In some ways, the 2017 election went as expected for the Conservative party. When the election was called on 18 April, the seven polls that had been published so far that month had averaged 43.3%. When the election was held on 8 June, the Conservatives tallied 42.4%. Any soothsayer would have been happy with that degree of accuracy. This represented a net increase of 5.5% of the vote share on the 2015 result. Clearly the Conservative message gathered new recruits.
Yet the Conservatives lost seats, lost their majority and came perilously close to losing their grip on government. This was not part of the plan.
What went wrong? It’s important to note that the problem for the Conservatives was not on the vote-gathering side. For all the criticisms of Theresa May’s election campaign, the Conservatives gained votes and, as noted above, polled pretty much what you would have expected them to at the start of the campaign.
No, the problem for the Conservatives was that Labour, completely unexpectedly, got their act together. Labour’s average in those same seven polls in early April 2017 was 25.4%. On 8 June they tallied 40%, increasing their vote share by 9.6%. In the meantime, both the Lib Dems and UKIP collapsed. In early April, those two parties looked set to get more than a fifth of the vote between them. In the end, UKIP and the Lib Dems together didn’t get into double digits.
The Conservatives will reflect that winning additional support is a Pyrrhic victory if the price for doing so is to see their opponents make greater gains. One more such victory and they will indeed be lost.
What we have seen is a re-emergence of the two party system. 82.4% of the electorate voted for one or other of Labour and the Conservatives. Their combined vote share last exceeded their 2017 tally in 1970 (who knows, perhaps EU membership caused party fragmentation). This is a truly remarkable shift, given that Labour and the Conservatives last exceeded 70% combined in 2001.
It appears that Brexit and Jeremy Corbyn have between them converted most of the None Of The Above into One Of The Above, whether for positive or negative reasons. Labour have co-opted aggrieved Remain supporters and those enthused by Jeremy Corbyn and his policies. The Conservatives have brought excited Leave supporters and those horrified by Jeremy Corbyn into the fold. (Aggrieved Remain supporters who were also horrified by Jeremy Corbyn and excited Leave supporters who were enthused by Jeremy Corbyn appear to have broken mainly for Labour in each case.)
The net effect has left Labour and the Conservatives at something close to parity. Neither on reflection should be particularly happy about this state of affairs. The scope for squeezing other parties further looks limited outside Scotland. There is always the possibility of converting non-voters into voters, but 2017 non-voters are going to need to be given a reason that they did not then possess for getting out to the polling booth. The nature of such a reason is not immediately obvious.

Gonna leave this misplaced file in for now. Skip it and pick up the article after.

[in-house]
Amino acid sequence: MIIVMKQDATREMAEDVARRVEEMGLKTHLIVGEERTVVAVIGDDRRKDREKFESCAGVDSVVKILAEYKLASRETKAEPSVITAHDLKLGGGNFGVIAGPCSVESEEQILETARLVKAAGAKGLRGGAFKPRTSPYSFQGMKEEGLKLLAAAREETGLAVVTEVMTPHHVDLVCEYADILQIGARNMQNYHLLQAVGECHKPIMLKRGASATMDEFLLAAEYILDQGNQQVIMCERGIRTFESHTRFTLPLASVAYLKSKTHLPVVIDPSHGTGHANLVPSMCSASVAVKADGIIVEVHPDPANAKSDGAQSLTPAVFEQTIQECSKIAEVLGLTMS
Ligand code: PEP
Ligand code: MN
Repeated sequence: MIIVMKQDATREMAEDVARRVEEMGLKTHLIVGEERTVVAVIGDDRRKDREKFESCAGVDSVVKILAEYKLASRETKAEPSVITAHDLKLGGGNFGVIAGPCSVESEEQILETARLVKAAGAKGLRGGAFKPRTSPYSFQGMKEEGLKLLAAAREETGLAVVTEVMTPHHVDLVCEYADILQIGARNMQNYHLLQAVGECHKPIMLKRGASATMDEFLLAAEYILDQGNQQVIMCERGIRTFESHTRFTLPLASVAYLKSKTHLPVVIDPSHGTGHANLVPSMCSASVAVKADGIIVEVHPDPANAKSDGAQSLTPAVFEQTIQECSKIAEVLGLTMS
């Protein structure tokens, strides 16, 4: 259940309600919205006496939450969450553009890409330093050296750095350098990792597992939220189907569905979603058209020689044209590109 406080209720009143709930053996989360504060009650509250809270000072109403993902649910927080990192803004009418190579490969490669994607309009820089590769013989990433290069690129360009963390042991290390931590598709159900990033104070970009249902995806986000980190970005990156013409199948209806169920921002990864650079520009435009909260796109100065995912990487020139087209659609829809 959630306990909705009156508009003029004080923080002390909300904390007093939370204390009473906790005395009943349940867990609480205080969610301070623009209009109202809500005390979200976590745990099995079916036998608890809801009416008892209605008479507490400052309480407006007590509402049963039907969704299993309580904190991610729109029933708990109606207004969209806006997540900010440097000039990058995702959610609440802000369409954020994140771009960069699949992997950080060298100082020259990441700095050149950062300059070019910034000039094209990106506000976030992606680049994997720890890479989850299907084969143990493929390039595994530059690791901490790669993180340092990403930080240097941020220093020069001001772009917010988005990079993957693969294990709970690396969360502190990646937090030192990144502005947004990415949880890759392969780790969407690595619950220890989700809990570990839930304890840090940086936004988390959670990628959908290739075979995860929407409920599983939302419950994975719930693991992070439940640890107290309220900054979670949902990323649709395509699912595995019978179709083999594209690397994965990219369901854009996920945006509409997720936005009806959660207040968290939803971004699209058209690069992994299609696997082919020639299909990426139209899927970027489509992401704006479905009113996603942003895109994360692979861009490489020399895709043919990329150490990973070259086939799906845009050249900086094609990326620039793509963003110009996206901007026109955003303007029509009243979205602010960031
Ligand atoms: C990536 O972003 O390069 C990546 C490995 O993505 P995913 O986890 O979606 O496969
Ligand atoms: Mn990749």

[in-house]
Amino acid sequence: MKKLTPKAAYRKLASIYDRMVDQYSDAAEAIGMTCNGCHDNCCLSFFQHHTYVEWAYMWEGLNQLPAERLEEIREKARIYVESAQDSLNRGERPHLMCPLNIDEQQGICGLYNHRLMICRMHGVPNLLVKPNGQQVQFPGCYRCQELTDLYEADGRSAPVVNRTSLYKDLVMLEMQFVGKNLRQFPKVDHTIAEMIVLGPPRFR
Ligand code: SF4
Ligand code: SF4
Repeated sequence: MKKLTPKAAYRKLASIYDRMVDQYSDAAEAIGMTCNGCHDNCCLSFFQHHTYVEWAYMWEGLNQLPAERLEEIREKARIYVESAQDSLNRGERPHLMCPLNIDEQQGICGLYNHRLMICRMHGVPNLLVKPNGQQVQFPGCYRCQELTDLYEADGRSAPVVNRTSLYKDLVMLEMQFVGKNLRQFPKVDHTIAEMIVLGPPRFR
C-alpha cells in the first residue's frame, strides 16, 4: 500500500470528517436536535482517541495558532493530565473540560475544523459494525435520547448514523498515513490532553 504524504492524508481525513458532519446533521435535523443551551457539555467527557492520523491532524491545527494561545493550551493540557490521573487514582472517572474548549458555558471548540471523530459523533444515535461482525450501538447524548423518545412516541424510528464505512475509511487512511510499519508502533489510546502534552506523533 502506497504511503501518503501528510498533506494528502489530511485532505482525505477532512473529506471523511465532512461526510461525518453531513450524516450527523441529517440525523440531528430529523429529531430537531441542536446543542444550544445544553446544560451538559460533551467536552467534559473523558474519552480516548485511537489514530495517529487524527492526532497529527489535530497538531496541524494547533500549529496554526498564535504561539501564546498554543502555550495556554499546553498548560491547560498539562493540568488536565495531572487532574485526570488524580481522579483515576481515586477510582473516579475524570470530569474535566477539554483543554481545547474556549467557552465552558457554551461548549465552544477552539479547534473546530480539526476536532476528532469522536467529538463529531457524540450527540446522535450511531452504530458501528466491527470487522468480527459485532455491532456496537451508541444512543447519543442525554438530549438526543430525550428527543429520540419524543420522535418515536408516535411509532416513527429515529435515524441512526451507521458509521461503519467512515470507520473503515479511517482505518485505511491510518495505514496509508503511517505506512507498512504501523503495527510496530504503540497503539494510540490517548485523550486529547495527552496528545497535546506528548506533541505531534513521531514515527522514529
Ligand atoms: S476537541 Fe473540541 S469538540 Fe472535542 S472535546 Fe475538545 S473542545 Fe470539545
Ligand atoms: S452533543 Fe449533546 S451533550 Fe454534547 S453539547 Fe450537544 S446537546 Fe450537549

So for either to be able to gain a solid overall majority, in all likelihood it is going to need to see the other main party’s 2017 coalition disintegrate or at least flake away. And this needs to happen while they hold their own coalition together. That is quite a balancing act.
There has been a lot of commentary on the static nature of the polls at present. Why is this surprising? The two drivers of votes last year, Brexit and Jeremy Corbyn, remain much as they were. Britain has not yet left the EU, the terms on which it will do so have not yet been agreed and so few have changed their minds about the merits of Brexit. Meanwhile Jeremy Corbyn remains in situ.
By the time of the next election, the date of Brexit will in all probability be a historical event. Britain, however, will probably still be in the throes of negotiating its longterm deal with the EU. That process hasn’t actually started yet, though you’d be forgiven for thinking otherwise. If you’re sick of hearing about Brexit now, I suggest you stock up on antiemetics for the next decade.
Will the public have decisively changed its mind about Brexit? Candidly, I doubt it. The two sides have become ever more entrenched and the government has done nothing to heal divisions. I can easily imagine Brexit being as strong a driver of votes, especially on the Remain side. One B-Day has passed, Leavers might, however, move onto other subjects of concern which might not be so naturally addressed by the Conservatives. This looks distinctly awkward for the Conservatives.
What of the other vote driver, Jeremy Corbyn? He will by 72 by the time the next election is due. Will he really stand for a five year term as Prime Minister in 2022? It can’t be ruled out but my guess is that he would prefer if he could to pass the baton onto a reliable member of the next generation.
If I’m right, both the pro-Corbyn part of Labour’s coalition and the anti-Corbyn part of the Conservatives’ coalition will be far shakier than before. That would probably be riskier for Labour than the Conservatives, given Jeremy Corbyn’s seven nation army appeal to younger voters. If I’m wrong, Britain will see stasis on the other vote-driver from 2017 as well.
To sum up, after a period of volatility Britain might be about to see a period of trench warfare, with neither side making substantial advances and both struggling to consolidate their recent gains. If so, we can expect to see both sides going over the top regularly and a constant feeling of senseless waste.